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Good versus Bad Political Institutions and Economic Welfare?

Dawood Mamoon

International Journal of Economics and Empirical Research (IJEER), 2015, vol. 3, issue 4, 165-175

Abstract: Purpose: The paper finds that countries which practice democracy are less prone to unequal outcomes especially when it comes to wage inequality and income inequality whereas autocracy is associated with higher level of wage inequalities but its impact on income inequalities are insignificant. Methodology: Though under good economic management, autocracies may redistribute incomes from the richest to the poorest, more generally an autocratic set up violates the median voter hypothesis. Findings: The results also show that political stability and voice and accountability are more sensitive to inequalities than democracy and autocracy which is to say that the countries which are politically stable and practice accountability also form more equal societies. Recommendations: This study open new directions for further research.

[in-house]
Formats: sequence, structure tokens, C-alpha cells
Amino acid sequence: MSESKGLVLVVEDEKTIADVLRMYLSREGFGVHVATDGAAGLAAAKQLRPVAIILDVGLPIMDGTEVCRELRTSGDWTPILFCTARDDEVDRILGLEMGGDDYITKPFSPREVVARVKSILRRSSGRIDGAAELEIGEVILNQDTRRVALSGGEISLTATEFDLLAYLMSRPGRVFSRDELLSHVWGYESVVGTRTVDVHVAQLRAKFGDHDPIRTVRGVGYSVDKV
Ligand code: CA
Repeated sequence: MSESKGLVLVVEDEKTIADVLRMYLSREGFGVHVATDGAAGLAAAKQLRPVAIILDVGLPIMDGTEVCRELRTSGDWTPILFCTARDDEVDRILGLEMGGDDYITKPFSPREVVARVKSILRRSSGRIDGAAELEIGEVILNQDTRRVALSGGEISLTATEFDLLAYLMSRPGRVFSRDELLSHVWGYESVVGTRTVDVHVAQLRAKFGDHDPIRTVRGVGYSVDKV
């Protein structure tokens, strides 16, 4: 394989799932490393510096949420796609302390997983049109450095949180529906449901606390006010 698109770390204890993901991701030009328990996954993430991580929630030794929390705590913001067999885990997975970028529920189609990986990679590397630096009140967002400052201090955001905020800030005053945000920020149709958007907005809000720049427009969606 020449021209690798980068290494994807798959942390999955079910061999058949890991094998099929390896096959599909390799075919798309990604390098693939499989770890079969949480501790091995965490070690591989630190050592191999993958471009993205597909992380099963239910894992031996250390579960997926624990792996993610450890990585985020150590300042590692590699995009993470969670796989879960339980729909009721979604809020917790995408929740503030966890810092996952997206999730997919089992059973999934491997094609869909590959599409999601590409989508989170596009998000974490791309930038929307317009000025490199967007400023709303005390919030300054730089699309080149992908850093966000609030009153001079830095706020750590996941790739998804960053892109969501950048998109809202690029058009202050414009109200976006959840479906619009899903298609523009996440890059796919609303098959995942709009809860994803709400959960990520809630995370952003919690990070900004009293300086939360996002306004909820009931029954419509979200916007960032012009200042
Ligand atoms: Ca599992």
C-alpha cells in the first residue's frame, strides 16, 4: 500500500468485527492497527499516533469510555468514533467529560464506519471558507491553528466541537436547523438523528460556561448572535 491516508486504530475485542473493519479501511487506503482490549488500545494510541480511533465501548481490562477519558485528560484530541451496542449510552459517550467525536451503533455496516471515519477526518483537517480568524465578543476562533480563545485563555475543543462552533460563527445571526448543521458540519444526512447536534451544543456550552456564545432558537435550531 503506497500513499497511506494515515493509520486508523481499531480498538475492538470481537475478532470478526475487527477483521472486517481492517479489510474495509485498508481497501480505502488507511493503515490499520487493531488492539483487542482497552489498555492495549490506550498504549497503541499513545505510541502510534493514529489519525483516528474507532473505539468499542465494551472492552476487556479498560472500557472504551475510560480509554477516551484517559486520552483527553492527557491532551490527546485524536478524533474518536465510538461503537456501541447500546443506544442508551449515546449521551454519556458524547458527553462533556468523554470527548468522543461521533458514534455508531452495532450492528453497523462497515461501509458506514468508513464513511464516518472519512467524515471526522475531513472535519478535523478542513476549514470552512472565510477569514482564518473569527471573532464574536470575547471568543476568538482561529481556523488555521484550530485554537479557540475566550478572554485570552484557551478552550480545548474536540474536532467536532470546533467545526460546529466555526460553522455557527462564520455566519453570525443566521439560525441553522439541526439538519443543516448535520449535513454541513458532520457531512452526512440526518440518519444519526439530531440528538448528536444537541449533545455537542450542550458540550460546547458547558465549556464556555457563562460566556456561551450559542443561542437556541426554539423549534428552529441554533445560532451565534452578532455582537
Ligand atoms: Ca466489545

Keywords: Institutions; Trade Liberalisation; Redistribution; Wage Inequality (search for similar items in EconPapers)
JEL-codes: F15 I3 N40 O1 (search for similar items in EconPapers)
Date: 2015
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Related works:
Working Paper: Good versus Bad Political Institutions and Economic Welfare (2011) Downloads
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